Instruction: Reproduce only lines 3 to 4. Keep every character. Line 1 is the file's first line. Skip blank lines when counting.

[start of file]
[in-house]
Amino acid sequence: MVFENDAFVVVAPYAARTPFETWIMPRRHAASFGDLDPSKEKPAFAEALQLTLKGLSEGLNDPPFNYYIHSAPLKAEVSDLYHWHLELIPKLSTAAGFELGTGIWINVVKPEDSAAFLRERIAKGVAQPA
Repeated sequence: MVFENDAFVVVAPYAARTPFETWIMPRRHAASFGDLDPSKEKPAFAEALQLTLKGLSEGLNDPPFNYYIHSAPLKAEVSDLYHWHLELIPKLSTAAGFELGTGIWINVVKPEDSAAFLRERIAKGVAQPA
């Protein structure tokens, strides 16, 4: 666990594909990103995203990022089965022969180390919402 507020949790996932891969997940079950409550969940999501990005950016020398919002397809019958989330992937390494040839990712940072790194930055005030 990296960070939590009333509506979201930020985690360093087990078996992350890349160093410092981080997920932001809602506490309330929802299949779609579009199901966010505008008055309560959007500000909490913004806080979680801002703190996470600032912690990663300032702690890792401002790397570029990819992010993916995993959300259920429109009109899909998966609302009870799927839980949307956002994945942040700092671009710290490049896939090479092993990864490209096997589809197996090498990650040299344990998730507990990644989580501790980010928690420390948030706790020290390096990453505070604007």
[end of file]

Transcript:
Repeated sequence: MVFENDAFVVVAPYAARTPFETWIMPRRHAASFGDLDPSKEKPAFAEALQLTLKGLSEGLNDPPFNYYIHSAPLKAEVSDLYHWHLELIPKLSTAAGFELGTGIWINVVKPEDSAAFLRERIAKGVAQPA
């Protein structure tokens, strides 16, 4: 666990594909990103995203990022089965022969180390919402 507020949790996932891969997940079950409550969940999501990005950016020398919002397809019958989330992937390494040839990712940072790194930055005030 990296960070939590009333509506979201930020985690360093087990078996992350890349160093410092981080997920932001809602506490309330929802299949779609579009199901966010505008008055309560959007500000909490913004806080979680801002703190996470600032912690990663300032702690890792401002790397570029990819992010993916995993959300259920429109009109899909998966609302009870799927839980949307956002994945942040700092671009710290490049896939090479092993990864490209096997589809197996090498990650040299344990998730507990990644989580501790980010928690420390948030706790020290390096990453505070604007």